The industry of Public Relations since its inception a little over a hundred years ago has remained largely unchanged. Agencies would help brands communicate their message direct to consumers, prepare press releases and disseminate stories among news outlets – very little changed for a long time. Then the Internet happened. Suddenly the way in which people communicate and relate to the world changed dramatically in just over a decade and a new lexicon of words even emerged that now fill our daily vocabulary; ‘social media’, ‘blogging’, ‘hashtag’!
The nature of PR has had to adapt or fall behind. A new range of services have been developed and added to existing tried and trusted practices. Now that brands can communicate directly with consumers as opposed to only through a third party, PR agencies have had to begin a fight to stay relevant. What we consider to be the media now goes far beyond the main news agencies. ‘Media’ is no longer a term reserved for reporters; it now includes bloggers, social media users, online video and so much more and the only gatekeepers today are a slow Internet connection, a dead battery on your mobile or perhaps censorship of sites by the government in some countries.
With every development in technology and even society there will be a cultural reluctance to change. PR agencies may take it personally that the Internet has come along and changed the rules. This shouldn’t be the case though, instead the Internet has opened up a whole new dimension to the role of the PR agency. As PR veteran Bob Leaf says, “what is helping the PR industry today is there is an increased realisation by governments, firms, NGOs, professions and individuals that the need for professional PR has grown in importance.” This is a direct result of the Internet.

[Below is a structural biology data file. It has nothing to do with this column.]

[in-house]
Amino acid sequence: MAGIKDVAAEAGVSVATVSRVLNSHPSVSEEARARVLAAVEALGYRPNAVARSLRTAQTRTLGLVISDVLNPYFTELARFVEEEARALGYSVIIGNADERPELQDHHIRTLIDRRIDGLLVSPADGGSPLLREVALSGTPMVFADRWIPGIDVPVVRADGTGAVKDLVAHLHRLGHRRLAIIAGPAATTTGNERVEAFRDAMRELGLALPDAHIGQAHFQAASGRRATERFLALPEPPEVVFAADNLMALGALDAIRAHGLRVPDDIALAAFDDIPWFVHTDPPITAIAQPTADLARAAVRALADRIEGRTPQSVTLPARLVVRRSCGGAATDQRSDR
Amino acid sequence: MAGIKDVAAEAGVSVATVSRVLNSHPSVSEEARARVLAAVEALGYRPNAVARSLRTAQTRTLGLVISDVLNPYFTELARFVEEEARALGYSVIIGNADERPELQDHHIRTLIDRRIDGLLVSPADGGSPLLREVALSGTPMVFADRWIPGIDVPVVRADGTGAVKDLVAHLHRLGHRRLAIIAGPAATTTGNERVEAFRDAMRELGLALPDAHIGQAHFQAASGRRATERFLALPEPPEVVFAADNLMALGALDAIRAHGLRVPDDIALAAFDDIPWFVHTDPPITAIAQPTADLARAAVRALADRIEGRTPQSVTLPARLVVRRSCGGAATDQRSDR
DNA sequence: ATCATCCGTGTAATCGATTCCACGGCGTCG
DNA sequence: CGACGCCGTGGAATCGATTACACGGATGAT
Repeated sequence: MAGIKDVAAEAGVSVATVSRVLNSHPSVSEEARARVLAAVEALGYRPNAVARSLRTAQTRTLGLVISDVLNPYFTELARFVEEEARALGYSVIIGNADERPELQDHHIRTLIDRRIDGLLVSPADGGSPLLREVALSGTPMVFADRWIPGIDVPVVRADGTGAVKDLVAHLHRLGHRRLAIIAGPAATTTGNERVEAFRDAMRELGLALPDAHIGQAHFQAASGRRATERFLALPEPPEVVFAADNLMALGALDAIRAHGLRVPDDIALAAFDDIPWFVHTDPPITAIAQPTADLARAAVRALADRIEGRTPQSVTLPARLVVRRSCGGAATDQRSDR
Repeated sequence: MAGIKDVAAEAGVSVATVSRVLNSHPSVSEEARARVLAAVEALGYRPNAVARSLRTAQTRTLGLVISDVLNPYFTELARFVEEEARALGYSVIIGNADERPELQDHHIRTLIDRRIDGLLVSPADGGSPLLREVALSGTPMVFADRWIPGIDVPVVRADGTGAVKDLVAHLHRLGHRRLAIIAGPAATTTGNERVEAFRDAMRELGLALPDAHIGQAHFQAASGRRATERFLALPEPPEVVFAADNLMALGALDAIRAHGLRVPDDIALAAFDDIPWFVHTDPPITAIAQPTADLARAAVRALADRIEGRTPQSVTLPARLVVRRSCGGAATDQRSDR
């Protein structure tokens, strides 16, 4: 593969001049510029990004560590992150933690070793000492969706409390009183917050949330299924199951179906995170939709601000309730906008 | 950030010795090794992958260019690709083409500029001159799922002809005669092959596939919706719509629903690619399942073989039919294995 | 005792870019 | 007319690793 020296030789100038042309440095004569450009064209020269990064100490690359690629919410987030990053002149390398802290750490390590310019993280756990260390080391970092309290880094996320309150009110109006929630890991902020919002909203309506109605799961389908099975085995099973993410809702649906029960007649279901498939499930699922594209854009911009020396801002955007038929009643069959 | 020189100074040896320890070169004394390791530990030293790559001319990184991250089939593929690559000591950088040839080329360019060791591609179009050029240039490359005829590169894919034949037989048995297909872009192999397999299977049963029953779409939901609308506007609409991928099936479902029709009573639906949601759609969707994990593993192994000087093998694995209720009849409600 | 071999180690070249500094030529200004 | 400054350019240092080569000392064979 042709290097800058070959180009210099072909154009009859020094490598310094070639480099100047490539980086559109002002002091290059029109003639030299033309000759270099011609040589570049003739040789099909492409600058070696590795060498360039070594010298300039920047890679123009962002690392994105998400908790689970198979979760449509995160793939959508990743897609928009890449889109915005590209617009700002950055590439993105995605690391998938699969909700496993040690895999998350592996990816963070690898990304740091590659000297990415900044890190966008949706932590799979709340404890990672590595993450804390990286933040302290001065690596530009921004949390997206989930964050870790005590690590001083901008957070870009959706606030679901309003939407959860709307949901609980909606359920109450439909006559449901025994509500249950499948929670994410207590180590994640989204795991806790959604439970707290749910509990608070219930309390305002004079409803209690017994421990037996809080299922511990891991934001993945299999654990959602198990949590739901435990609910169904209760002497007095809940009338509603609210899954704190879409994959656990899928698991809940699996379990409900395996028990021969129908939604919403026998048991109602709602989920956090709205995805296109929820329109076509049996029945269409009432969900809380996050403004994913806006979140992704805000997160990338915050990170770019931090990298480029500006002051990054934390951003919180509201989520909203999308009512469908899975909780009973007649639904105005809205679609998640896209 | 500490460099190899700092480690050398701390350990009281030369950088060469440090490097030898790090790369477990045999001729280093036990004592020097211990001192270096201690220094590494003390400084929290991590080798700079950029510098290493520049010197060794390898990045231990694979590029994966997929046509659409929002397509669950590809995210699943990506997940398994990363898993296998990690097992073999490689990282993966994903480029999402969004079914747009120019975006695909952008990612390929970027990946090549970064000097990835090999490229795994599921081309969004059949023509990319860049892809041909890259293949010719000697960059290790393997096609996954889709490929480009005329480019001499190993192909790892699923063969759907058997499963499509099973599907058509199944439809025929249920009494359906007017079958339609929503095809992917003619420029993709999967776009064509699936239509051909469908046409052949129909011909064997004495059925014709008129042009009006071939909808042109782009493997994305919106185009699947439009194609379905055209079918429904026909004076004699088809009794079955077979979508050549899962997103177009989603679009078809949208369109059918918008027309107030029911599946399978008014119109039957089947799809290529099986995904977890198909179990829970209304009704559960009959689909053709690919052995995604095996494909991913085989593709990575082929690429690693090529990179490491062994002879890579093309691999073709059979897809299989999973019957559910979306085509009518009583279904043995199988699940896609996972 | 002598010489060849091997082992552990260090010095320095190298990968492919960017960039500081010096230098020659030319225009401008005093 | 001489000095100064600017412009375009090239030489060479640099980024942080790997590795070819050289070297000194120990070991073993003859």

The lines of communication used to go only one way, now it’s a two way conversation with brands and consumers interacting directly. This is especially true through social media where questions posted to brand Facebook pages have increased 85% over the last year. Our expectations of what we want from our brands and media have changed. News is now instantaneous and in real-time. However, many companies have not implemented this change to their public relations efforts. PR has become a 24/7 business and the biggest challenge facing the industry and clients will be how they adapt to meet these new demands.
The world of real-time public relations calls for an embrace of all things digital. This includes; blogging, social media, networking sites and online communities. As well as an understanding of SEO and the creativity to create marketable content for an online audience. As Lexi Mills writes, “there is evidence that PR driven SEO drives significant positive results for brands.” These new tools in the public relations toolkit aid the industry to stay more relevant than ever before. It is the job of the PR industry to stand up and demonstrate the kind of thought leadership in these new areas that they already create for their clients in other areas.
With everything that has changed in public relations there are some things that will always stay constant. Public relations is the business of managing relationships and ultimately public perception. This will not change, only the medium by which it is carried out. The Internet has forced us to become more social and public relations naturally fits in at the forefront of that. It is an exciting time for public relations as the ways in which we communicate continue to diversify it is time to get on board and embrace the opportunities the Internet has presented us with.